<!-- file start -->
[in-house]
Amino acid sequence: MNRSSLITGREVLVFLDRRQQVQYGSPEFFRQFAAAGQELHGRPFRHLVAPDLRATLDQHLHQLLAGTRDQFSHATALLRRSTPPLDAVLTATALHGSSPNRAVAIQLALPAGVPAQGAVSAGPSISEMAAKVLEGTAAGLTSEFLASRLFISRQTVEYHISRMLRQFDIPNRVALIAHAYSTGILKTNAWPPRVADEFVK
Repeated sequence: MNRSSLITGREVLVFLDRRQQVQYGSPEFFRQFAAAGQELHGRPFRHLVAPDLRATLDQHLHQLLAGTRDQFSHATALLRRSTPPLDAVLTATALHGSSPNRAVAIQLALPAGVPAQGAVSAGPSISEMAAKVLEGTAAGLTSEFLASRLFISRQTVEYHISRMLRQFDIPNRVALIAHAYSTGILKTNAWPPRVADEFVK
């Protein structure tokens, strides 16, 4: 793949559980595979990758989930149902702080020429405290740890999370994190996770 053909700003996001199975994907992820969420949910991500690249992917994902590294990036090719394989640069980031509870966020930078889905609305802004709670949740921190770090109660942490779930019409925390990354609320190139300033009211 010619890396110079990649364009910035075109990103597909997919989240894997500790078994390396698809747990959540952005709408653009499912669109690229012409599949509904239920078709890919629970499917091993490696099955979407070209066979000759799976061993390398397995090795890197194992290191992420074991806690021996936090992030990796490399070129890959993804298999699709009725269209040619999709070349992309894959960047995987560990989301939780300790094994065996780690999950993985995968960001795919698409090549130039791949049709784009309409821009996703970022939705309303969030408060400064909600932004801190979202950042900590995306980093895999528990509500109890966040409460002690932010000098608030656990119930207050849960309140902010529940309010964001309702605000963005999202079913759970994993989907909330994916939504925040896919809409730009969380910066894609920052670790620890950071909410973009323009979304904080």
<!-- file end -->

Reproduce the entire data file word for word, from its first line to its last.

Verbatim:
[in-house]
Amino acid sequence: MNRSSLITGREVLVFLDRRQQVQYGSPEFFRQFAAAGQELHGRPFRHLVAPDLRATLDQHLHQLLAGTRDQFSHATALLRRSTPPLDAVLTATALHGSSPNRAVAIQLALPAGVPAQGAVSAGPSISEMAAKVLEGTAAGLTSEFLASRLFISRQTVEYHISRMLRQFDIPNRVALIAHAYSTGILKTNAWPPRVADEFVK
Repeated sequence: MNRSSLITGREVLVFLDRRQQVQYGSPEFFRQFAAAGQELHGRPFRHLVAPDLRATLDQHLHQLLAGTRDQFSHATALLRRSTPPLDAVLTATALHGSSPNRAVAIQLALPAGVPAQGAVSAGPSISEMAAKVLEGTAAGLTSEFLASRLFISRQTVEYHISRMLRQFDIPNRVALIAHAYSTGILKTNAWPPRVADEFVK
């Protein structure tokens, strides 16, 4: 793949559980595979990758989930149902702080020429405290740890999370994190996770 053909700003996001199975994907992820969420949910991500690249992917994902590294990036090719394989640069980031509870966020930078889905609305802004709670949740921190770090109660942490779930019409925390990354609320190139300033009211 010619890396110079990649364009910035075109990103597909997919989240894997500790078994390396698809747990959540952005709408653009499912669109690229012409599949509904239920078709890919629970499917091993490696099955979407070209066979000759799976061993390398397995090795890197194992290191992420074991806690021996936090992030990796490399070129890959993804298999699709009725269209040619999709070349992309894959960047995987560990989301939780300790094994065996780690999950993985995968960001795919698409090549130039791949049709784009309409821009996703970022939705309303969030408060400064909600932004801190979202950042900590995306980093895999528990509500109890966040409460002690932010000098608030656990119930207050849960309140902010529940309010964001309702605000963005999202079913759970994993989907909330994916939504925040896919809409730009969380910066894609920052670790620890950071909410973009323009979304904080």